While it may not be the case for everyone, often, the person suffering from codependence is attempting to balance a relationship that is imbalanced physically, financially, emotionally or spiritually. By the time a person seeks help, this relationship is often so painful and consuming, that specific resources and homework assignments need to be offered to address it immediately. However, at the same time, once that situation can be stabilized, we believe it is absolutely important for the codependent to take the time to assess and understand their own emotional pain and issues that led up to the current circumstances. We have two weekly classes that address the nature of crisis and breakdown in the family system, focusing on critical ways to overcome those unhealthy dynamics.
Individual Counseling Sessions
Our private counseling sessions offer you the opportunity to work through unique needs and challenges you face both in your current circumstances and throughout your lifetime. With your professional, Master-level counselor, you’ll also look at overall patterns and events from childhood through adulthood. The goal of counseling isn’t just to deal with the current situations, but to also identify and understand driving roots. The goal of treatment is to deal with any trauma, emotional difficulties or other life events that have not yet been fully addressed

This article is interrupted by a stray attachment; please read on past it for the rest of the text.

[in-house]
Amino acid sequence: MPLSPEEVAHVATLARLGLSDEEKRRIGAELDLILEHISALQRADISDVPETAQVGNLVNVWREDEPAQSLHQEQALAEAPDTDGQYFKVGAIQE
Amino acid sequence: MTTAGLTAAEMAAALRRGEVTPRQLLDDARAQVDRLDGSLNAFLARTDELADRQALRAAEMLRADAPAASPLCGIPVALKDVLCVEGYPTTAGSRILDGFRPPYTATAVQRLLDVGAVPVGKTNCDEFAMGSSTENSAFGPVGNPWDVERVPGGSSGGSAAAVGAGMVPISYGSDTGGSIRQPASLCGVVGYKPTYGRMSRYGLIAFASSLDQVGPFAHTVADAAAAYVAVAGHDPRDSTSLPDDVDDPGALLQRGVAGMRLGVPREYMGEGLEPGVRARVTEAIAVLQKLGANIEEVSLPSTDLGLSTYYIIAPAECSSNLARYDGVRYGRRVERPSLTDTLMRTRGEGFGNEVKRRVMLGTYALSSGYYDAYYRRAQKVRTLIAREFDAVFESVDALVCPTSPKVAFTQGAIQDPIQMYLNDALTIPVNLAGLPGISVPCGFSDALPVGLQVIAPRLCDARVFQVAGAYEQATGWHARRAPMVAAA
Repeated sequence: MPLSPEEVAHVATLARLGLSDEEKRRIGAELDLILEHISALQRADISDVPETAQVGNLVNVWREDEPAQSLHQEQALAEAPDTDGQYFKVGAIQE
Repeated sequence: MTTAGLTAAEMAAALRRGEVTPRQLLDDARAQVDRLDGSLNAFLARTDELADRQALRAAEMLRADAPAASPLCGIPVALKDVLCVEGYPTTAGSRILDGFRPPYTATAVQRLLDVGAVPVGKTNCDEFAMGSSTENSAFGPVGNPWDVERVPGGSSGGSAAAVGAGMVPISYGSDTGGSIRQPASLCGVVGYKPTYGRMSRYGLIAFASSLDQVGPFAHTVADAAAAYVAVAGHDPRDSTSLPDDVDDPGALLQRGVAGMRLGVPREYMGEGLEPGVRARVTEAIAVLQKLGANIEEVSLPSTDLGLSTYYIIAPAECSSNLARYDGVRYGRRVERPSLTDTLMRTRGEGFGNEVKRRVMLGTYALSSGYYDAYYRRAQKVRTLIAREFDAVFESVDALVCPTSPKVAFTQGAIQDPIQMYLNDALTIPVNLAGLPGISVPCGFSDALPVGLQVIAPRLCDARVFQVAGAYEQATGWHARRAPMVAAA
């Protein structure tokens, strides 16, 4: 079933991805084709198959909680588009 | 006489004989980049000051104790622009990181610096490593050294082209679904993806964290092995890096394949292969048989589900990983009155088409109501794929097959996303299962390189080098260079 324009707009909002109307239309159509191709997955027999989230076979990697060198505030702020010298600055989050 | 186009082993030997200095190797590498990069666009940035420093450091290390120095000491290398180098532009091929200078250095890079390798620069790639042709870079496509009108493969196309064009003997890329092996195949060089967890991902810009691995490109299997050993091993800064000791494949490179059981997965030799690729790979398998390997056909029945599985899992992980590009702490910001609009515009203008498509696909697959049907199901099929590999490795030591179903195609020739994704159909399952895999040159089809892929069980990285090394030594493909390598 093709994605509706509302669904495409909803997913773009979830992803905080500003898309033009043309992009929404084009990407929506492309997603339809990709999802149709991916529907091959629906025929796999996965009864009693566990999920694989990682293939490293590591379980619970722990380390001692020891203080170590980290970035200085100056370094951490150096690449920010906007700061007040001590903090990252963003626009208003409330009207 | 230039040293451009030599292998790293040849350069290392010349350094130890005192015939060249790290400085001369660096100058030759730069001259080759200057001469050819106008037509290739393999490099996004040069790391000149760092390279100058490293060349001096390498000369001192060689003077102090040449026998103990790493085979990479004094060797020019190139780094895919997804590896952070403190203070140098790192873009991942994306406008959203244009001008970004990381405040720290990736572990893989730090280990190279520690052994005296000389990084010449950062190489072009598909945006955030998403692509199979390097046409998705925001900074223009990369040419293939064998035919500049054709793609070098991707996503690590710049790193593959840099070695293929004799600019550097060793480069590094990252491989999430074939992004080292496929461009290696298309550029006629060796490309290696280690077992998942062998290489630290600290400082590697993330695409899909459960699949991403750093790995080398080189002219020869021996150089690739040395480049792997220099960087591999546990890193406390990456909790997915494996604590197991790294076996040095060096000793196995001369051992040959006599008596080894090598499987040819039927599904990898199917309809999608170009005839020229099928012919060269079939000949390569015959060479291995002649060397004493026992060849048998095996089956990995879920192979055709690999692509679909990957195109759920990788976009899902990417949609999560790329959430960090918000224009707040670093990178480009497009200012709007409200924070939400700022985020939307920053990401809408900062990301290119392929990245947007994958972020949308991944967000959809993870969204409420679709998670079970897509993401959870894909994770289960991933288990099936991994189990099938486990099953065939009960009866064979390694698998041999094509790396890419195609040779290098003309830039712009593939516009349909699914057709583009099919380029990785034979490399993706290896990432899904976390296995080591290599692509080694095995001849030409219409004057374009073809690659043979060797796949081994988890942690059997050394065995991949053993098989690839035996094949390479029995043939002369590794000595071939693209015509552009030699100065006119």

The core curriculum used in the New Life Spirit Recovery codependence program is based on the nationally recognized book “The Christian Codependence Recovery Workbook: from Surviving to Significance” written by our Director, Stephanie Tucker. This book is a 12-module approach to understanding and properly dealing with codependence. Some concepts from A House that Grace Built will also be introduced including bonding, intimacy and important relationships such as marriage and close family.
Self-paced Spiritual Workshop
The spiritual workshop is designed to lay the foundation of God’s truth. It is intended to get people into the Word, to minister to their spirits and to recall the many promises of God.
Homework and Self Evaluation
We don’t believe homework assignments are a minor thing, we believe that through written homework, most breakthroughs will transpire. It gives you the opportunity to connect personally with those thoughts, feelings and behaviors that need to be dealt with.
We use prayer throughout the program. We know that interaction with the Father, the Son and the Holy Spirit is foundational to all true change. Prayer occurs inside the counseling room, and through a more intensive approach prior to exiting program. We deal with generational issues, strongholds, bondage and other forms of spiritual crisis.
What are the Program Options Costs?
Our desire is to package the best, most comprehensive and most affordable option available on the Christian treatment market. We have a variety of different options available that are based on your needs and financial situation. Please call us to learn more.
How Do I Know if I’m codependent?